On American Trail, visitors will explore and marvel at the biodiversity of the Americas—including an up-close look into the lives, behaviors and interactions of some remarkable animals. Brown pelicans, and sea lions will be on exhibit together, echoing a coastal scene from California. Other animals, such as the gray wolves, will be surrounded by native trees and plants that immerse visitors in North American’s wilderness.
The majority of American Trail species are American success stories, having survived major conservation threats. The bald eagle, North American beaver, brown pelican, and the gray wolf have all been or are currently listed as endangered on the Endangered Speccies List. Conservation efforts—including efforts made by the National Zoo—have helped their populations recover and thrive. But these species remain vulnerable to extinction.
Biodiversity is one of North America’s greatest treasures, and many of American Trail’s animals are considered to be “gems” at the National Zoo. Eight animals on American Trail were rescued from the wild and live here because they would no longer survive in their natural habitats. (In contrast, most animals in the Zoo’s collection were born in human care.)
The largest exhibit on American Trail is the seals and sea lions exhibit.
Seals and seal lions live and frolic in two enormous state-of-the-art pools (the sea lions' pool holds 300,000 gallons, and the seals' pool holds 125,000 gallons of water). The pools mimic the natural coastal waters where seals and sea lions live in the wild. A wave machine keeps the water in constant motion, like the ocean, and provides sensory stimulation for the animals.
Watch the seals and seal lions propel their large, yet sleek and drag-resistant, bodies through the water from a submerged viewing window, a split-level viewing area, and an above-water viewing area. In the amphitheater, you'll be able to watch training demonstrations that highlight the pinnipeds’ natural behaviors as well as learned behaviors that allow Zoo staff to perform veterinary exams and daily health checkups.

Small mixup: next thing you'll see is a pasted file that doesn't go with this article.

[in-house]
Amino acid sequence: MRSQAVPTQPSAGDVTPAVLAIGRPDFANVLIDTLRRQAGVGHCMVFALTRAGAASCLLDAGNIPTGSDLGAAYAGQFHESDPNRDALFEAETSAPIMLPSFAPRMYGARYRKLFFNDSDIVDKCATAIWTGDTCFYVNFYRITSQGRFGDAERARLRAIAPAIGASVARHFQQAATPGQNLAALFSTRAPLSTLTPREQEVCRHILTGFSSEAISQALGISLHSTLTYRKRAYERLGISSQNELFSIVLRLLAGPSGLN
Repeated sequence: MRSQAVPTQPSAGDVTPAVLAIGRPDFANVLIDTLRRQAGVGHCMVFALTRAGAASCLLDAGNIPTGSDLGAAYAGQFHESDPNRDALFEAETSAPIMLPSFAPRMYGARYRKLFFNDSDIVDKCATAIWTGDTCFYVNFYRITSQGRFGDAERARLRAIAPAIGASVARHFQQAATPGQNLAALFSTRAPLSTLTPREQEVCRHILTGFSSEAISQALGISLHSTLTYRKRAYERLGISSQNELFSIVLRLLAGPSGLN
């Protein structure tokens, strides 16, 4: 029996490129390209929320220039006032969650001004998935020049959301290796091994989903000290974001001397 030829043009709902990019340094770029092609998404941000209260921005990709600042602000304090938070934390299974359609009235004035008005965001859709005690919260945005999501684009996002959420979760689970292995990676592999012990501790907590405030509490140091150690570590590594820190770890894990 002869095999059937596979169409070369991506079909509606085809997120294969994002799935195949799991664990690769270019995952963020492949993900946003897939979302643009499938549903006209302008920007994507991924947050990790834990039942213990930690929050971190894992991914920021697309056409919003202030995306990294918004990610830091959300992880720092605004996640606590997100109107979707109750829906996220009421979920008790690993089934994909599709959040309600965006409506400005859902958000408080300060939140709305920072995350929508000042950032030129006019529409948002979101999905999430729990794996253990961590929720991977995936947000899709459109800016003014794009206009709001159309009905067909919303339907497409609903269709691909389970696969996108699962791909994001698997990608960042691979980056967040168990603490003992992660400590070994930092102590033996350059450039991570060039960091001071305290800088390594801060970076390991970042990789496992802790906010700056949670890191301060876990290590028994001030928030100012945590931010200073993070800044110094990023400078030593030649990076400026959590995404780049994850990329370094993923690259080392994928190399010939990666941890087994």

The animal exhibits were designed with natural and artificial comforts. The lodge in the North American beaver exhibit is build of wood that the beavers chewed and placed themselves. (Though, we did help them out by supplementing the lodge with permanent artificial logs.)
Dispersed among boulders, the landscaping for the Zoo’s two gray wolves, recreates a forest setting typical of North America. Native plants provide the two female wolves with enrichment, which encourages natural behaviors. The National Zoo’s park management team, in addition to planting new trees, grasses, and shrubs, also incorporated plants from the original exhibit. A large sycamore tree from the original exhibit, that could not be left standing, has been chopped into pieces and strategically placed throughout the exhibit. The staggered and stacked planks offer the wolves structures that they can climb on and survey their exhibit from, play on, and scent mark, just as they would in the wild. The rear of the exhibit is filled with dense vegetation for the wolves for them to retreat into. The front of their exhibit is more open, to allow for easy visitor viewing.
It's not just the aquatic animals playing in the water on American Trail. At the Tide Pool area, humans young and old dip their toes in a shallow pool that mimics the North American coast. Hidden among the waves and rocks you'll encounter artificial sea life, including barnacles, sea urchins, and sea stars.
Stop along the way and enjoy local Chesapeake Bay seafood (and vegetarian) meals offering meals that feature local, seasonal, and sustainable ingredients at Seal Rock Cafe. Menu items include Best Aquaculture Practices (BAP) certified shrimp and Marine Stewardship Council (MSC) certified fish.
All of the animal enclosures on American Trail exhibit plants as well as animals native to North America. American Trail represents several different forest scenes found across the continent: coastal upland, wet forest, Eastern woodland forest, and shore and bluffs. The new landscaping includes native trees to grasses and features hundreds of new plantings, including blueberry bushes to willows, marsh grasses, sugar maple trees, and poplar trees.
Special care was taken to preserve the natural wooded area already surrounding American Trail and within its exhibits during construction. A number of older trees had to be cut to make room for exhibit structures, but they were all replaced with several new younger trees. All of the new plantings were approved by the National Zoo’s department of nutrition.